Captivating debut thriller transports readers back to early days of the war that changed a generation


SAN FRANCISCO An explosion in the heart of Paris launches an international investigation that propels Doyle O’Gara, a computer scientist at a technology supplier to the CIA, from the periphery of the new war into its moral nerve center in Missions (April 16, Black Rose Writing) the debut novel of international lawyer Marc McGuire. As the suspense-filled investigation leaps from one surprising clue to the next, O’Gara hurtles toward a disastrous miscalculation and a moral dilemma that tests him and the country he serves.

The book is a fast-paced, thought-provoking political thriller with an offbeat plot and unexpected outcomes. The resurgence of Islamic jihad has inspired several best-selling novels, but Missions delves more deeply into the dark recesses of the human spirit that permit a select few to murder in the name of God or politics.  These new enemies emerge from the story not as cardboard background villains but rather as complex personalities fighting for causes they believe justify their crimes. 

With equal candor, Missions probes the corrosive effects such crimes may have on the liberal values of a free society. Seemingly minor errors in the translation of intercepted messages, combined with Doyle O’Gara’s silence during a critical meeting with the CIA, lead the investigation awry as French and American authorities rush to prevent a second attack. When O’Gara confronts the consequences of his mistakes in a Marseille hospital burn ward and finds himself facing criminal charges back home, he cannot avoid haunting questions about his personal responsibility in the midst of his nation’s war.

MARC McGUIRE is an American-born international business lawyer who has lived much of his career in Europe, first in Zurich, Switzerland, and later in Paris, France. He received his J.D. from UCLA School of Law, and he currently resides in California. Missions is his authorial debut.


Marc McGuire | April 16, 2020
Black Rose Writing | Political Thriller
Paperback | 978-1684334605 | $18.95

In an interview, Marc McGuire can discuss:

  • Why he chose to write a novel about Islamic jihad and the war the West declared against it
  • The impact of the conflict on the current generation of readers
  • His decision to set Missions in the early days of the new war
  • How his time living in Paris and Washington, D.C. influenced the story
  • The influence of his legal background on various aspects of the novel
  • How he branched out from being an international lawyer to becoming a novelist

An interview with Marc McGuire

1. How did you select the subject matter for Missions?

I wanted my first novel to arise from historical events that transformed my generation in some powerful way. One of my top candidates was the attack on Sept. 11 and its aftermath. Nothing else during my lifetime has stirred such a variety of strong emotions among so many people: feelings of loss, anger, fear, patriotism, suspicion, disillusionment and many other emotions. Missions takes place during the first year following the 9/11 attacks, when those feelings are still raw and the transformations of our society are still underway.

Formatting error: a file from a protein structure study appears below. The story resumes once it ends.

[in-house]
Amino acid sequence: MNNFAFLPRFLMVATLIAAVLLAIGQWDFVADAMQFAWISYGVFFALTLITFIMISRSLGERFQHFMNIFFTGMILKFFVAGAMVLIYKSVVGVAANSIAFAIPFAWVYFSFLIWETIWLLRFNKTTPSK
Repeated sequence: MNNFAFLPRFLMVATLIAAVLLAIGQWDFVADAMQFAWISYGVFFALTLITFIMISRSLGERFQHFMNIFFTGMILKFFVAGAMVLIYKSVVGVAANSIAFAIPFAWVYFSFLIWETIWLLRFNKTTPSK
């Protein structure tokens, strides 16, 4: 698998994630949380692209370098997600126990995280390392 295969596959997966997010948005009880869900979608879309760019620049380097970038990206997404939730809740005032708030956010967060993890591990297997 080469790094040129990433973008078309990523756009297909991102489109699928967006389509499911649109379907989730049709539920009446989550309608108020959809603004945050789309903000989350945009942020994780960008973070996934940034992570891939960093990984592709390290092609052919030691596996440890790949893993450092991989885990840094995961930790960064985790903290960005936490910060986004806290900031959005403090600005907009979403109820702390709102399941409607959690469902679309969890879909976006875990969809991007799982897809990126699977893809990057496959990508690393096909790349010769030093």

2. Much of the action in Missions takes place in Paris. How did your time living abroad affect the writing?

It is a big advantage to write about places one knows. Having lived in Paris for eight years, I can envision in some detail the scenes inhabited by Christine Dupont, the lead French investigator, as she pursues the urban jihadists. I have also spent considerable time in the other places featured in the novel: Washington, D.C., Marseille, Berlin, Istanbul and London. Following the characters into familiar environments helps me imagine what they are seeing and hearing, such as the experience of Mohammed Jamal and Sheik Musawi, two of the Paris plotters, meeting late at night on Austerlitz bridge over the Seine.

3. How has your experience in international law influenced the book?

Since I first began my law studies, I have always been fascinated by how societies resolve human conflicts and power relationships within various kinds of legal systems or, at times, outside such legal systems. In Missions, you can see one approach followed by the CIA against Doyle O’Gara and quite another followed by Mohammed Jamal and the Paris jihadists. Both approaches seem to fall short of achieving justice, but there are big differences between the two in terms of human costs and consequences.

4. Why did you set the story during the early days of the war against Islamic jihad?

That was a time period when the adversaries on both sides were developing their strategies for the long conflict ahead. The story in Missions may raise questions about where those early strategies are leading humanity today.

5. What does Missions tell us about the human condition?

Doyle O’Gara has a few things in common with Ali Benhadj, the Paris bomber, as well as many important differences. I think it is significant and a bit depressing that someone like Benhadj is capable of committing an act of suicide-murder, taking his own life and the lives of others who have never hurt or threatened him, all in the name of abstract ideas like Islam, while O’Gara is equally capable of killing adversaries he has never met, finding justification in different abstract ideas. As far as I know, humans are the only creatures on earth capable of such ideologically driven killing of their fellow creatures.